Directors Fahad Mustafa and Deepti Kakkar track two controversial figures in this north Indian city’s quest for electricity. An expert electrical thief, Loha Singh, helps poor families steal power each night, and Ritu Maheshwari, the power company’s first female managing director, hopes to affect dramatic change. They are two sides of the same idealistic battle, and neither wins. Powerless seems to point to bureaucratic failure to understand how the electricity company’s failure began, which is needed to understand how to fix the problem. It can be fascinating to watch Maheshwari fail in interactions with her customers and employees, or Singh get into disputes with other Kampur residents who criticize his chosen profession. But this is a film that needs talking heads. The film presents the size of the energy problem in India but never quite articulates the background behind the situation, or points to a pathway towards improvement.
Aatsinki: The Story of Arctic Cowboys is a documentary in the truest sense of the word. Filmmaker Jessica Oreck documents a year in the life of two reindeer herders in Finnish Lapland within the Arctic Circle. Without narration or even narrative, we watch two brothers, Aarne and Lasse Aatsinki, at work and at home. There are no interviews or voice-overs to shed more light on these men than what we are shown. That helps create a beautiful portrait, if lulling. The landscape is gorgeous—ice-covered trees, snow deeper than most people have ever experienced, and a look into an ancient and rugged lifestyle that is modernized but still inextricably connected to the land and the elements.
It’s at times an entrancing portrait, a way of life preserved on film, but that sense of magic wears off without a narrative. There are only so many shots of men silently creating a campfire (and there are more than five of those here) or once again flaying a deer that remain interesting without more direct engagement with the men.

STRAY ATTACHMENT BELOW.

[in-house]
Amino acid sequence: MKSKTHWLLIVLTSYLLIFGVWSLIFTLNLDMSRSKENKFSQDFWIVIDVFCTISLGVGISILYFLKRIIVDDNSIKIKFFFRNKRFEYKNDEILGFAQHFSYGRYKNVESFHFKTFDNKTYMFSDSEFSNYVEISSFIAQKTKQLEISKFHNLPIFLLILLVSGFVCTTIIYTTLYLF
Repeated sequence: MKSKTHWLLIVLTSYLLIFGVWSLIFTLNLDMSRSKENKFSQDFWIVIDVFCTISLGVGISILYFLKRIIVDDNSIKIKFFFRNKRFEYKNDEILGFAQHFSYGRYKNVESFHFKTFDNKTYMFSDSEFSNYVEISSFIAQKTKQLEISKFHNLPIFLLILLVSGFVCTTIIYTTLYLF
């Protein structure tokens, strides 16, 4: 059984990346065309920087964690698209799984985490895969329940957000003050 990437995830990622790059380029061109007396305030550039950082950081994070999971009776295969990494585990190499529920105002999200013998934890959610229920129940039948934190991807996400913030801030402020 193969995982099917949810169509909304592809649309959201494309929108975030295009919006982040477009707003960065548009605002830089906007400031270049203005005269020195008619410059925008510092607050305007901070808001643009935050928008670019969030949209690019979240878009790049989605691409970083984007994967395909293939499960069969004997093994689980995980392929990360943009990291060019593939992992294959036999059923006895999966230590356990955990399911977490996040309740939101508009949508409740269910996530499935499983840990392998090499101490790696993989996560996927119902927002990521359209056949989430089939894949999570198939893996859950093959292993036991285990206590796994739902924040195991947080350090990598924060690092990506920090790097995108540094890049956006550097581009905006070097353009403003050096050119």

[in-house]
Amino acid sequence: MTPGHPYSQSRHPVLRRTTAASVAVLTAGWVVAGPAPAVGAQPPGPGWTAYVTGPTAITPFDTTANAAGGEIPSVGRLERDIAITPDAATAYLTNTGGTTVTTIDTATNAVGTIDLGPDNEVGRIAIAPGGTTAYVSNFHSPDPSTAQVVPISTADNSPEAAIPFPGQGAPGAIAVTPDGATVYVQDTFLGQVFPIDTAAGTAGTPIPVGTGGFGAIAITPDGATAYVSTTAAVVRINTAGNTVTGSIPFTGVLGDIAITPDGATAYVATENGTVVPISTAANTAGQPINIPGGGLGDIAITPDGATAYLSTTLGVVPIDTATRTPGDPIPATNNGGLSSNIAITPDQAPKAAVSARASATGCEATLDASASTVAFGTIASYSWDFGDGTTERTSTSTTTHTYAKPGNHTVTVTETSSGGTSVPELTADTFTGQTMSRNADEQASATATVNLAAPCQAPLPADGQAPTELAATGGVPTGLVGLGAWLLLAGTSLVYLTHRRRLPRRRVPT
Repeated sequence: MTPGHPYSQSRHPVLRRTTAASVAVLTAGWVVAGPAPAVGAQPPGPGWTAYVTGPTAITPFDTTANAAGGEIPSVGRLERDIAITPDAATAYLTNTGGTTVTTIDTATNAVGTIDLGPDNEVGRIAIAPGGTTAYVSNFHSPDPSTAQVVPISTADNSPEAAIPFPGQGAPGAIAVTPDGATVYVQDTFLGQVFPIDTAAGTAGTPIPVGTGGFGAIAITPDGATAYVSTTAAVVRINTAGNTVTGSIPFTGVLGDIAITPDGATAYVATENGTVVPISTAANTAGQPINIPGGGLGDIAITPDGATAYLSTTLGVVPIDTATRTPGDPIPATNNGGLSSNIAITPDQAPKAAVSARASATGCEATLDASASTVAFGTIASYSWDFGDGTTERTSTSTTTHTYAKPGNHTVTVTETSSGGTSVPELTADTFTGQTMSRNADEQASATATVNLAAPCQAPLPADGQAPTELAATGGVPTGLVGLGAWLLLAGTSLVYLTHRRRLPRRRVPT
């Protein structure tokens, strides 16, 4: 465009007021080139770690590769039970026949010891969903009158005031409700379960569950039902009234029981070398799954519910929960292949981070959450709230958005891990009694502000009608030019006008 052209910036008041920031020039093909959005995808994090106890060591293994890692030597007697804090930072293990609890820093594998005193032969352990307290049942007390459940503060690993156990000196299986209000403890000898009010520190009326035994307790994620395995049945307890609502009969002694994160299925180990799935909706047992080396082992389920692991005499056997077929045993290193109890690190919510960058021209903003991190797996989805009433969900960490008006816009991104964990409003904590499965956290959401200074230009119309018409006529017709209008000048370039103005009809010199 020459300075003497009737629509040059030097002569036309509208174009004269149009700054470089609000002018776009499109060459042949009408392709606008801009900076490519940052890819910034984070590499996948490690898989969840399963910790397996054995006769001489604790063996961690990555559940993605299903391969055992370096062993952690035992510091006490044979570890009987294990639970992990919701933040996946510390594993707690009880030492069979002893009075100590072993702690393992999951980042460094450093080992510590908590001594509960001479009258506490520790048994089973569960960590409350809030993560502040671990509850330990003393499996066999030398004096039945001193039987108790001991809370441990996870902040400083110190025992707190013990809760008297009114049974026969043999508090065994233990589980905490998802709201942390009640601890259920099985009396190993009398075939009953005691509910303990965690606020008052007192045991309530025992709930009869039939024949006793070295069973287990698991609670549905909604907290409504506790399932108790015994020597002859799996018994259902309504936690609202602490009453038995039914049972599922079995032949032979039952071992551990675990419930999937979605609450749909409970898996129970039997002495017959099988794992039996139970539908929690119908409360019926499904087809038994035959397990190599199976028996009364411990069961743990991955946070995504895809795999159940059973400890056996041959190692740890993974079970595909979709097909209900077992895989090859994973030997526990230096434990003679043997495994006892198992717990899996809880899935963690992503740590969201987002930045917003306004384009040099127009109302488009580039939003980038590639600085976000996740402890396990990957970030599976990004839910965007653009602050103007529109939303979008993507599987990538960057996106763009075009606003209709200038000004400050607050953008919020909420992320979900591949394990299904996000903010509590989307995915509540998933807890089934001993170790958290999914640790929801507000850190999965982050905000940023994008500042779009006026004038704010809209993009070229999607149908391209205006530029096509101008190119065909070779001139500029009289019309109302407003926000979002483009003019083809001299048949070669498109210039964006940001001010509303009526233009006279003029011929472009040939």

Among the feature films, Irish filmmaker Lenny Abrahamson’s excellent What Richard Did is a nuanced portrayal of teenagers that persists in digging below the surface. We are first introduced to a high school rugby team, all boisterous and ready to party, all equally dangerous in their own way. Richard (Jack Reynor) emerges as the group’s alpha male, outgoing though clearly holding back an inner life that he shies away from sharing.
Richard is comfortable with his family and friends as a leader, showing good-natured adult humor and a diplomatic morality. He’s even happy in his role as the group’s aloof sexual fantasy for the girls of the group until Lara (Roisin Murphy) enters his life. She leaves her boyfriend for Richard, creating tension between the three that pulls him into an act of uncharacteristic violence, which the film’s ominous energy has promised from the start. But the pleasure in watching this film comes not from the plot arc but from being introduced to a solidly drawn character, and watching him respond with subtlety to a situation forcing mature growth, and it works because Reynor carries his role well.
Director Tomasz Wasilewski has made what has been called Poland’s first gay film, Floating Skyscrapers, a sophomore film tense with anticipation. A 20-something swimmer-in-training, Kuba (Mateusz Banasiuk), becomes restless in his comfortable relationship with his girlfriend once he allows himself to feel a romantic interest in Mikal (Bartosz Gelner). Their attraction and connection is powerful enough for both of them to completely come out of the closet.
However, they live in a society that threatens homosexuals, bruising the bold, leaving only muffled thumps in a locker room as a safe expression of desire. In Poland, LGBT rights and views on homosexuality are stuck behind much of Europe. The film’s beautifully shot, and Warsaw becomes both romantic and alienating in Wasilewski’s framing. In his lens, the city is full of promise for people in love and those lucky enough to be able to take advantage of it, and claustrophobic for those who can’t.